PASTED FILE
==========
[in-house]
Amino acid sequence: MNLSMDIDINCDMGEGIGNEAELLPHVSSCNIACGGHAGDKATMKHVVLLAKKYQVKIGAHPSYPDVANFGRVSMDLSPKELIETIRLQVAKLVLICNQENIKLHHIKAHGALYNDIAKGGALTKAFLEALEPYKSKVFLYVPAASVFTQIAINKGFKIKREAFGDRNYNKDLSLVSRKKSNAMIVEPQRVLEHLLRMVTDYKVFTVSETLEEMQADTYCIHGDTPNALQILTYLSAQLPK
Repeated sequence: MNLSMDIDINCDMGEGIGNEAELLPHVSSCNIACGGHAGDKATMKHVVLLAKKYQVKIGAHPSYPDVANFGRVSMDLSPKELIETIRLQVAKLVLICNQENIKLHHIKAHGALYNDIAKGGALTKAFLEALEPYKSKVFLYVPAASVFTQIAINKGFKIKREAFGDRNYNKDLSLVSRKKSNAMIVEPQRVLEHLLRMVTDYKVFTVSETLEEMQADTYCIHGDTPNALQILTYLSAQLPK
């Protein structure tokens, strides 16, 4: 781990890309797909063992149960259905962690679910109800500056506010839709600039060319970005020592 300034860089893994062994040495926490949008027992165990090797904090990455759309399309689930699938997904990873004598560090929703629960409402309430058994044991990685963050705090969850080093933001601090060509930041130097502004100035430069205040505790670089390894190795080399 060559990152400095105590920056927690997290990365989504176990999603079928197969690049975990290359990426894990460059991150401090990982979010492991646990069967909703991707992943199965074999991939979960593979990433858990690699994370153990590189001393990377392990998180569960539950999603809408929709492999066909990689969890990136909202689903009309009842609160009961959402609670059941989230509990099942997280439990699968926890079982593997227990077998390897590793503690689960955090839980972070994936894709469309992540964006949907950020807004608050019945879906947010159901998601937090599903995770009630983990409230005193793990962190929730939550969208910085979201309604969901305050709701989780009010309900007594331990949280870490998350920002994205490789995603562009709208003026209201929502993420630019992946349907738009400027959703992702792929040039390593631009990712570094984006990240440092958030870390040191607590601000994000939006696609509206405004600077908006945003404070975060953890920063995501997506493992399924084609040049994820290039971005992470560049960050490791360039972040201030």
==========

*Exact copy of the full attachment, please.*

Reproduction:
[in-house]
Amino acid sequence: MNLSMDIDINCDMGEGIGNEAELLPHVSSCNIACGGHAGDKATMKHVVLLAKKYQVKIGAHPSYPDVANFGRVSMDLSPKELIETIRLQVAKLVLICNQENIKLHHIKAHGALYNDIAKGGALTKAFLEALEPYKSKVFLYVPAASVFTQIAINKGFKIKREAFGDRNYNKDLSLVSRKKSNAMIVEPQRVLEHLLRMVTDYKVFTVSETLEEMQADTYCIHGDTPNALQILTYLSAQLPK
Repeated sequence: MNLSMDIDINCDMGEGIGNEAELLPHVSSCNIACGGHAGDKATMKHVVLLAKKYQVKIGAHPSYPDVANFGRVSMDLSPKELIETIRLQVAKLVLICNQENIKLHHIKAHGALYNDIAKGGALTKAFLEALEPYKSKVFLYVPAASVFTQIAINKGFKIKREAFGDRNYNKDLSLVSRKKSNAMIVEPQRVLEHLLRMVTDYKVFTVSETLEEMQADTYCIHGDTPNALQILTYLSAQLPK
């Protein structure tokens, strides 16, 4: 781990890309797909063992149960259905962690679910109800500056506010839709600039060319970005020592 300034860089893994062994040495926490949008027992165990090797904090990455759309399309689930699938997904990873004598560090929703629960409402309430058994044991990685963050705090969850080093933001601090060509930041130097502004100035430069205040505790670089390894190795080399 060559990152400095105590920056927690997290990365989504176990999603079928197969690049975990290359990426894990460059991150401090990982979010492991646990069967909703991707992943199965074999991939979960593979990433858990690699994370153990590189001393990377392990998180569960539950999603809408929709492999066909990689969890990136909202689903009309009842609160009961959402609670059941989230509990099942997280439990699968926890079982593997227990077998390897590793503690689960955090839980972070994936894709469309992540964006949907950020807004608050019945879906947010159901998601937090599903995770009630983990409230005193793990962190929730939550969208910085979201309604969901305050709701989780009010309900007594331990949280870490998350920002994205490789995603562009709208003026209201929502993420630019992946349907738009400027959703992702792929040039390593631009990712570094984006990240440092958030870390040191607590601000994000939006696609509206405004600077908006945003404070975060953890920063995501997506493992399924084609040049994820290039971005992470560049960050490791360039972040201030």